Weekly View – markets live another day

The CIO office’s view of the week ahead.

Last week saw some welcome stabilisation in markets, even though the first wave of US tariffs against Chinese products kicked in on Friday, followed immediately by Chinese counter-measures for an equivalent amount. Instead, investors remained focused on the dollar. The recent strength of the greenback has contributed much to emerging markets’ (EM) weakness. But the dollar index weakened at the end of last week following the release of average US earnings data that disappointed expectations. Helped also by domestic factors, EM currencies and assets bounced back, including the Mexican peso and the Chinese renminbi (there, the central bank provided signs it was ready to defend the currency against capital outflows).

But the recovery in risk sentiment is fragile. Although it quickly recovered, Chinese smartphone maker Xiaomi initially slid as much as 6% on first day of trading in Hong Kong on Monday. Although not our core view, a US consumer price inflation report on Thursday that shows a big rise in core prices could turn heads in currency markets again. Importantly, the trade issue does not look like going away soon. Our best guess is that the wave of trade measures and countermeasures will stop once the Trump administration feels it has something it can ‘sell’ to the American electorate at the mid-term elections in November, after which the trade rhetoric may temporarily cool down. Alternatively and more ominously, Trump might feel that beating up the Chinese could pay dividends right through to the next presidential elections in 2020, even if they make some concessions.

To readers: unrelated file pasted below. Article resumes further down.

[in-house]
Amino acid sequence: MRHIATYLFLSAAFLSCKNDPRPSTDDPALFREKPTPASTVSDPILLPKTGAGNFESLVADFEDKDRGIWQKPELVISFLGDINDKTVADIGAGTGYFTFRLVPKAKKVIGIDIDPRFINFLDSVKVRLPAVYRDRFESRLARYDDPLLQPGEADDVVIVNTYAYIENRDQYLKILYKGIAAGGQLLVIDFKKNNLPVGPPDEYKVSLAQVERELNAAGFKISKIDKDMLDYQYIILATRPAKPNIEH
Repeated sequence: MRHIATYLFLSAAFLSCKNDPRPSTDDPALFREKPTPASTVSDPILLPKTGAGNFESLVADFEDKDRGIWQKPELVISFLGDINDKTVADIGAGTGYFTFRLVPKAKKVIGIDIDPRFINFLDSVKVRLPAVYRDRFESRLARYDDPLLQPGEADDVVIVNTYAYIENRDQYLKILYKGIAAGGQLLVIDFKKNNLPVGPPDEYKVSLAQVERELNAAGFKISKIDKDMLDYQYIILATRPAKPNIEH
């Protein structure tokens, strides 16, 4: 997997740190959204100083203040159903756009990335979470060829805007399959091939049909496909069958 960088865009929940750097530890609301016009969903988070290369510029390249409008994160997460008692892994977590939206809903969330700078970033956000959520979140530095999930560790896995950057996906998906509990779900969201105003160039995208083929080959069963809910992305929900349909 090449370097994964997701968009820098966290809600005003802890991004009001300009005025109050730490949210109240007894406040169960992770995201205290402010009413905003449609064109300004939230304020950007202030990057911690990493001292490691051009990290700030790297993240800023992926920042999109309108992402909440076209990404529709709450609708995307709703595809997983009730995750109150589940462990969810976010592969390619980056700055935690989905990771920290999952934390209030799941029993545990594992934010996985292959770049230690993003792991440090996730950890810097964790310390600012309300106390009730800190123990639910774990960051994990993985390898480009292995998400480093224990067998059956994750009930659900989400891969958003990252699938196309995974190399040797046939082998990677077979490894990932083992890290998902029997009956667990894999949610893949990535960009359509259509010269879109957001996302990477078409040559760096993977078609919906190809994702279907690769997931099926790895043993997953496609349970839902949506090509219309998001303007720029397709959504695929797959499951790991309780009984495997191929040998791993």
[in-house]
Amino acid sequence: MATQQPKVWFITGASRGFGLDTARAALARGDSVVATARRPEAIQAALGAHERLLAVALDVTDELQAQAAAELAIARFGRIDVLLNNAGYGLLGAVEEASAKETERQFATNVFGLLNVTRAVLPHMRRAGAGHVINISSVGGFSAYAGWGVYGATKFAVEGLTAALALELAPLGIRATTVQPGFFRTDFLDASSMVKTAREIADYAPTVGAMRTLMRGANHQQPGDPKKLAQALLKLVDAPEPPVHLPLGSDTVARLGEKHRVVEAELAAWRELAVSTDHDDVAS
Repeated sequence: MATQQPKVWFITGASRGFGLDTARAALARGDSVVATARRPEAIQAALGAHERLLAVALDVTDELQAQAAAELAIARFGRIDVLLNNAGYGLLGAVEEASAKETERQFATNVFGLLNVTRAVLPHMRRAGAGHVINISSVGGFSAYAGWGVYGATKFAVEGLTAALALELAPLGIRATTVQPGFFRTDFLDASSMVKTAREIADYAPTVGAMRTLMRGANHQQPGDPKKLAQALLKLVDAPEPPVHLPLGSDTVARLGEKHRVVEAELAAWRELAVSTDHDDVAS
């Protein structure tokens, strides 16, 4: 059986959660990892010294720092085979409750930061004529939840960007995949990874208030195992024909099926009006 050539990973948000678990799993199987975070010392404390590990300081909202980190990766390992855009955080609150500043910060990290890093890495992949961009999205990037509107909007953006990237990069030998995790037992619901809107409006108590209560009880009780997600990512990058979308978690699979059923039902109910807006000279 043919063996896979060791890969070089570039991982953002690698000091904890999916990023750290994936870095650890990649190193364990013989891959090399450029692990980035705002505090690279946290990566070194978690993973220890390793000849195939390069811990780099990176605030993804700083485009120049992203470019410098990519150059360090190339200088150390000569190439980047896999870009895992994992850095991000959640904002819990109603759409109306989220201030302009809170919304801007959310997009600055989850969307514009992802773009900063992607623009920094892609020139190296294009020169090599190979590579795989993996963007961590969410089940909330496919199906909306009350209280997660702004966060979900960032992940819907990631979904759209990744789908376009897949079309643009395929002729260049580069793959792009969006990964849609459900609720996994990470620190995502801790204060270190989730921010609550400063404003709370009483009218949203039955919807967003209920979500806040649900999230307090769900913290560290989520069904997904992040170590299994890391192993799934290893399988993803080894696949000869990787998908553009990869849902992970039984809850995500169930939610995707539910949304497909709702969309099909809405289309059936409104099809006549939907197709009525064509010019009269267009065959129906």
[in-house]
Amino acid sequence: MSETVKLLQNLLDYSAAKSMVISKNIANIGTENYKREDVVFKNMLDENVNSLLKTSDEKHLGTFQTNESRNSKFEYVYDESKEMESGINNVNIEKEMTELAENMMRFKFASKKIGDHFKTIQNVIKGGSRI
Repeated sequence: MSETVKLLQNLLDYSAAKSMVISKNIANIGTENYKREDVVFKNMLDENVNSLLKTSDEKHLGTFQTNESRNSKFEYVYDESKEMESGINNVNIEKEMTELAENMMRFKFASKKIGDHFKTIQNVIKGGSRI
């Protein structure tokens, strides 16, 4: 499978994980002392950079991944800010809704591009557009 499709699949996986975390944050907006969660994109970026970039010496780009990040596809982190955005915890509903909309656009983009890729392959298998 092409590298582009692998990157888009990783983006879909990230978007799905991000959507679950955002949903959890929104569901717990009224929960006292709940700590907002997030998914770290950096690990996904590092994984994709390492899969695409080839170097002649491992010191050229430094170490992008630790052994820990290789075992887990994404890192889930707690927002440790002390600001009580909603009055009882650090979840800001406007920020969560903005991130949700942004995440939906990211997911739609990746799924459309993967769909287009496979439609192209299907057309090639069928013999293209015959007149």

Recent days provided some clarity on the UK government’s stance on Brexit and we’ve turned more positive on UK equities. A campaign to sideline the most ardent Brexiteers has begun, but a final, disruptive ‘purge’ of hardliners may be needed before the UK government presents a united stance. In the end, the possibility of a ‘soft’ Brexit could pave the way for a rebound in UK assets—but with a large dose of political uncertainty before then.

Cesar Perez Ruiz, Head of Investments & CIO

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